The purpose of this study was to validate a new interview-administered physical activity questionnaire (Assessment of Physical Activity in Frail Older People; APAFOP) in older people with and without cognitive impairment. The authors assessed feasibility, validity, and test–retest reliability in 168 people (n = 78 with, n = 88 without cognitive impairment). Concurrent validity was assessed against an inertia-based motion sensor and an established questionnaire. Sensitivity to change was tested in an ongoing study in patients with mild to moderate dementia (n = 81). Assessment of physical activity by the APAFOP and the motion sensor correlated well in the total sample (TS; p = .705), as well as in the subsamples with cognitive impairment (CI; p = .585) and without CI (p = .787). Excellent feasibility with an acceptance rate of 100%, test–retest reliability (intraclass correlation coefficients ranging from .973 (TS) to .975 (CI) to .966 (no CI), and sensitivity to change (effect sizes: 0.35–1.47) were found in both subsamples.
Klaus Hauer, Stephen R. Lord, Ulrich Lindemann, Sarah E. Lamb, Kamiar Aminian and Michael Schwenk
Michael Wilkinson, Damon Leedale-Brown and Edward M. Winter
This study examined the validity of a squash-specific test designed to assess endurance capability and aerobic power.
Eight squash players and eight runners performed, in a counterbalanced order, incremental treadmill (TT) and squash-specific (ST) tests to volitional exhaustion. Breath-by-breath oxygen uptake was determined by a portable analyzer and heart rate was assessed telemetrically. Time to exhaustion was recorded.
Independent t tests revealed longer time to exhaustion for squash players on the ST than runners (775 ± 103 vs. 607 ± 81 s; P = .003) but no difference between squash players and runners in maximal oxygen uptake ( Vo2max) or maximum heart rate (HRmax). Runners exercised longer on the TT (521 ± 135 vs. 343 ± 115 s; P = .01) and achieved higher Vo2max than squash players (58.6 ± 7.5 vs. 49.6 ± 7.3 mL·kg−1·min−1; P = .03), with no group difference in HRmax. Paired t tests showed squash players achieved higher Vo2max on the ST than the TT (52.2 ± 7.1 vs. 49.6 ± 7.3 mL·kg−1·min−1; P = .02). The Vo2max and HRmax of runners did not differ between tests, nor did the HRmax of squash players. ST and TT Vo2max correlated highly in squash players and runners (r = .94, P < .001; r = .88, P = .003).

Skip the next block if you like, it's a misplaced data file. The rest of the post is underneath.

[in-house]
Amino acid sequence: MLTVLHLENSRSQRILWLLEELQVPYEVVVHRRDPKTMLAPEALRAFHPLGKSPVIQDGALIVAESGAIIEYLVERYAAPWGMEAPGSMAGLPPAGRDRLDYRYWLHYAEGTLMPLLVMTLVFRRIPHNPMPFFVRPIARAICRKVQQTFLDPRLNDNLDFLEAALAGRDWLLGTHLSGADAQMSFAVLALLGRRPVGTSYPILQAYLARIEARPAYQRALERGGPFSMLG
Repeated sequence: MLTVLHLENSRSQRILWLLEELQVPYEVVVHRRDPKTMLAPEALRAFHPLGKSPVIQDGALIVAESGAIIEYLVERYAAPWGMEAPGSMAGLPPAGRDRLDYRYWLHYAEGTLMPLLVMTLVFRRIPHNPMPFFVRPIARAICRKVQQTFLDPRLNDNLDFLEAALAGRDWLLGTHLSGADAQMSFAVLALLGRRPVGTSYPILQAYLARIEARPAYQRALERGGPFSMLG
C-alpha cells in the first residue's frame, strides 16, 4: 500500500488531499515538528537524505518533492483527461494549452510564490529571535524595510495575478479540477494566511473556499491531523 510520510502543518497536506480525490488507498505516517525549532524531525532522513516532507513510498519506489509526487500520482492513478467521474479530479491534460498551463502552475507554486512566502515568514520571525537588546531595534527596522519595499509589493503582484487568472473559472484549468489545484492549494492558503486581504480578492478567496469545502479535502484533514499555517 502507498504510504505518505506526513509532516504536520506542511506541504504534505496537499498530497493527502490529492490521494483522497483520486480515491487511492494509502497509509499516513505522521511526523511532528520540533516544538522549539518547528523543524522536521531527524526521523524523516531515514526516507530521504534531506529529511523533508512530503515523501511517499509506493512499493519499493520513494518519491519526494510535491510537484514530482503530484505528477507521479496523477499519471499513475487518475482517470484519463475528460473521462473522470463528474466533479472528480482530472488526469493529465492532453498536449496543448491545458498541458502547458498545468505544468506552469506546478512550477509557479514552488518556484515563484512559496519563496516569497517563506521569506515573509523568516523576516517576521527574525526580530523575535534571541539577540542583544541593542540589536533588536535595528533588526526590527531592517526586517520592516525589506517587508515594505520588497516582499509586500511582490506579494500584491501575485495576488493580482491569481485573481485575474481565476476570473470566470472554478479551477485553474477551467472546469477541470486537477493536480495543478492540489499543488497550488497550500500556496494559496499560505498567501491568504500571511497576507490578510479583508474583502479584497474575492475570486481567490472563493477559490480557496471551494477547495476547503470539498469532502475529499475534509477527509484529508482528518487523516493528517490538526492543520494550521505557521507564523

The ST discriminated endurance performance between squash players and runners and elicited higher Vo2max in squash players than a nonspecifc test. The results suggest that the ST is a valid assessment of Vo2max and endurance capability in squash players.
Matti Hyvärinen, Sarianna Sipilä, Janne Kulmala, Harto Hakonen, Tuija H. Tammelin, Urho M. Kujala, Vuokko Kovanen and Eija K. Laakkonen
in epidemiologic studies due to their relatively low cost and ease of implementation regardless of their limited reliability and validity due to the potential response bias and issues related to recalling the physical activity ( Kowalski, Rhodes, Naylor, Tuokko, & MacDonald, 2012 ; Shephard, 2003
Carlos Augusto Kalva-Filho, Argyris Toubekis, Alessandro Moura Zagatto, Adelino Sanchez Ramos da Silva, João Paulo Loures, Eduardo Zapaterra Campos and Marcelo Papoti
minimum test and, consequently, its comparisons with other aerobic parameters (eg, critical velocity) ( 17 ). Although the lactate minimum test has been widely applied in free-swimming ( 5 , 14 , 17 , 26 ), at present, only one study has tested the validity of this procedure in tethered swimming
Justin W.Y. Lee, Ming-Jing Cai, Patrick S.H. Yung and Kai-Ming Chan
user-friendly, the measurement largely depends on the skills and strength of the operator. 10 , 14 Especially for the hamstring strength endurance measurement, the operator will also fatigue during the trial. 5 For others on-field hamstring strength testing methods, the concurrent validity are yet to